As with joists, there are both sawn lumber and engineered wood product options available for rim board. The key factor in selecting rim board is to match it to the material used for the joists. In other words, do not mix I-joists with sawn lumber rim board or sawn joists with engineered wood product rim board. To help avoid this, manufacturers typically make I-joists in different sizes from sawn lumber so they don’t appear to be compatible with one another. Matching materials is important and eliminates differences in shrinkage and inconsistencies between materials. I-joists typically do not shrink, while sawn lumber can shrink, potentially resulting in gaps that can lead to a noisy floor.
An engineered wood product frequently used for rim board is laminated strand lumber (LSL), such as TimberStrand® LSL. The material is made from wood strands that are dried and bound with resin. During manufacturing, the alignment of the strands is carefully controlled to take advantage of the wood’s natural strength. The result is rim board that is consistently straight, true and dimensionally stable—key properties for load transfer. LSL also has the added benefit of holding fasteners very well, which can help eliminate squeaks.
No special tools are required to work with LSL and regardless of whether you use it or sawn lumber rim board, be sure to follow code requirements for connections to the rest of the structure. A key consideration with either type of rim board is to plan ahead so that joints fall between joists. When a rim board joint occurs at a joist, the tendency is to nail both pieces of rim board to the joist, which could result in damage to the joist, as well as increase the potential for squeaks.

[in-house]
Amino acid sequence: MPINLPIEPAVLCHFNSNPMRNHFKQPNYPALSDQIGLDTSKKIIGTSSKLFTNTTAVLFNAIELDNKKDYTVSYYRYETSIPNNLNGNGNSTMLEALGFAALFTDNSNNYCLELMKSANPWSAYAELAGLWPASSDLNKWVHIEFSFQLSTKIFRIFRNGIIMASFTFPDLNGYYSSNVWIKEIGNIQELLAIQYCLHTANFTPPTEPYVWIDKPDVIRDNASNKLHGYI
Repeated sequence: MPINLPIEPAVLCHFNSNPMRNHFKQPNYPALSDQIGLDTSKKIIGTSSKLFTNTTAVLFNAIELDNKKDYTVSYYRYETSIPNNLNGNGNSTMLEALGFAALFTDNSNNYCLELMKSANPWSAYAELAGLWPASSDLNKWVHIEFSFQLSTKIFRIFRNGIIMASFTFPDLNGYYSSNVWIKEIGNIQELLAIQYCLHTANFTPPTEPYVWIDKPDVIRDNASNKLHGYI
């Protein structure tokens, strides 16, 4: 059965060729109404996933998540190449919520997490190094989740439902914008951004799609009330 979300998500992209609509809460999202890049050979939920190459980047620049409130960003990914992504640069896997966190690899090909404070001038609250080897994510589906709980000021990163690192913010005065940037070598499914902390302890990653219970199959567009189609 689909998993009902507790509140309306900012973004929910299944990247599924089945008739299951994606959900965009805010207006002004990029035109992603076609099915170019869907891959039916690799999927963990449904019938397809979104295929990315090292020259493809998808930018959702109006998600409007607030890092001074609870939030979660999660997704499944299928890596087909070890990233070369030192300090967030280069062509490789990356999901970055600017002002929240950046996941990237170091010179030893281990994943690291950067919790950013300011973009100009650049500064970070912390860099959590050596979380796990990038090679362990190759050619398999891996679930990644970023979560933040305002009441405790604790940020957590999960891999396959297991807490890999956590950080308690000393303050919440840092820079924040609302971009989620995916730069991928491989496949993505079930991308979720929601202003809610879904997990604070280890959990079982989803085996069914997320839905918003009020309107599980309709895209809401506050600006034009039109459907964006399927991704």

Typical subfloor panels are either plywood or oriented strand board (OSB). OSB is an engineered wood product manufactured from layers (or mats) of thin, approximately rectangular, strands of wood compressed and bonded together with durable adhesives. A typical OSB panel is comprised of four mats, with the wood strands cross-oriented from layer to layer for strength. To achieve the flattest and most stable floors, OSB is the preferred choice since it is less susceptible to buckling and delamination and typically does not have the knots and voids often found in plywood.